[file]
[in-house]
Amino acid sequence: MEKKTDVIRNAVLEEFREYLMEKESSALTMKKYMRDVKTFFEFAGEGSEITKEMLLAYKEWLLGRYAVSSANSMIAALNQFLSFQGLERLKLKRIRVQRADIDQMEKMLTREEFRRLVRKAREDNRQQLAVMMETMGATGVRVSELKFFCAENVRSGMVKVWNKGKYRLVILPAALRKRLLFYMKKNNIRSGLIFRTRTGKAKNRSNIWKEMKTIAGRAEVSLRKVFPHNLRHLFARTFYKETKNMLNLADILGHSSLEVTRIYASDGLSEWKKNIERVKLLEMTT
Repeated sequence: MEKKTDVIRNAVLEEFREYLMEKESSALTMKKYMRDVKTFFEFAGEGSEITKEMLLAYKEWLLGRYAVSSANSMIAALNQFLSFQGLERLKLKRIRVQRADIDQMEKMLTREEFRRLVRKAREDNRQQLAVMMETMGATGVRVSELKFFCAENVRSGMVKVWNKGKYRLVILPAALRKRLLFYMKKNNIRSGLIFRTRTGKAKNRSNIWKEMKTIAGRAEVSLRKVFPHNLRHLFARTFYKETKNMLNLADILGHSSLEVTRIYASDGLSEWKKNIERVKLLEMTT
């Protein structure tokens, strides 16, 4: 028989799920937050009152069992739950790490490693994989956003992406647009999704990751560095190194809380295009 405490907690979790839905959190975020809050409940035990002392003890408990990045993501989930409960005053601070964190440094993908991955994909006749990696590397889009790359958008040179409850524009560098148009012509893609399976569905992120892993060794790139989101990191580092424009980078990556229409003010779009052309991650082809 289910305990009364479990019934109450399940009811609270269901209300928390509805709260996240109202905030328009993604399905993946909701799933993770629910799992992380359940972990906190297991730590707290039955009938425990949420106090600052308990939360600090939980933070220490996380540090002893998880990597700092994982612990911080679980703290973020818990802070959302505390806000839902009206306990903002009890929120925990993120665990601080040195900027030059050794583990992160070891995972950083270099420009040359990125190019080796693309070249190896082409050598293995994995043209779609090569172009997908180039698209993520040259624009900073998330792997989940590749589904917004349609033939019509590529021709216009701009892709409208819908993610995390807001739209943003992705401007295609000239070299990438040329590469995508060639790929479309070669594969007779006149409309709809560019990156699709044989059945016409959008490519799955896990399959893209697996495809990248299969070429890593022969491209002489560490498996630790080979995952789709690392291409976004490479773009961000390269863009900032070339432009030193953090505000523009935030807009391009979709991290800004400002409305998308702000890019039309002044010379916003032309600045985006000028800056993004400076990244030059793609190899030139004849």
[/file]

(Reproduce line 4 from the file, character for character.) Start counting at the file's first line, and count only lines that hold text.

């Protein structure tokens, strides 16, 4: 028989799920937050009152069992739950790490490693994989956003992406647009999704990751560095190194809380295009 405490907690979790839905959190975020809050409940035990002392003890408990990045993501989930409960005053601070964190440094993908991955994909006749990696590397889009790359958008040179409850524009560098148009012509893609399976569905992120892993060794790139989101990191580092424009980078990556229409003010779009052309991650082809 289910305990009364479990019934109450399940009811609270269901209300928390509805709260996240109202905030328009993604399905993946909701799933993770629910799992992380359940972990906190297991730590707290039955009938425990949420106090600052308990939360600090939980933070220490996380540090002893998880990597700092994982612990911080679980703290973020818990802070959302505390806000839902009206306990903002009890929120925990993120665990601080040195900027030059050794583990992160070891995972950083270099420009040359990125190019080796693309070249190896082409050598293995994995043209779609090569172009997908180039698209993520040259624009900073998330792997989940590749589904917004349609033939019509590529021709216009701009892709409208819908993610995390807001739209943003992705401007295609000239070299990438040329590469995508060639790929479309070669594969007779006149409309709809560019990156699709044989059945016409959008490519799955896990399959893209697996495809990248299969070429890593022969491209002489560490498996630790080979995952789709690392291409976004490479773009961000390269863009900032070339432009030193953090505000523009935030807009391009979709991290800004400002409305998308702000890019039309002044010379916003032309600045985006000028800056993004400076990244030059793609190899030139004849």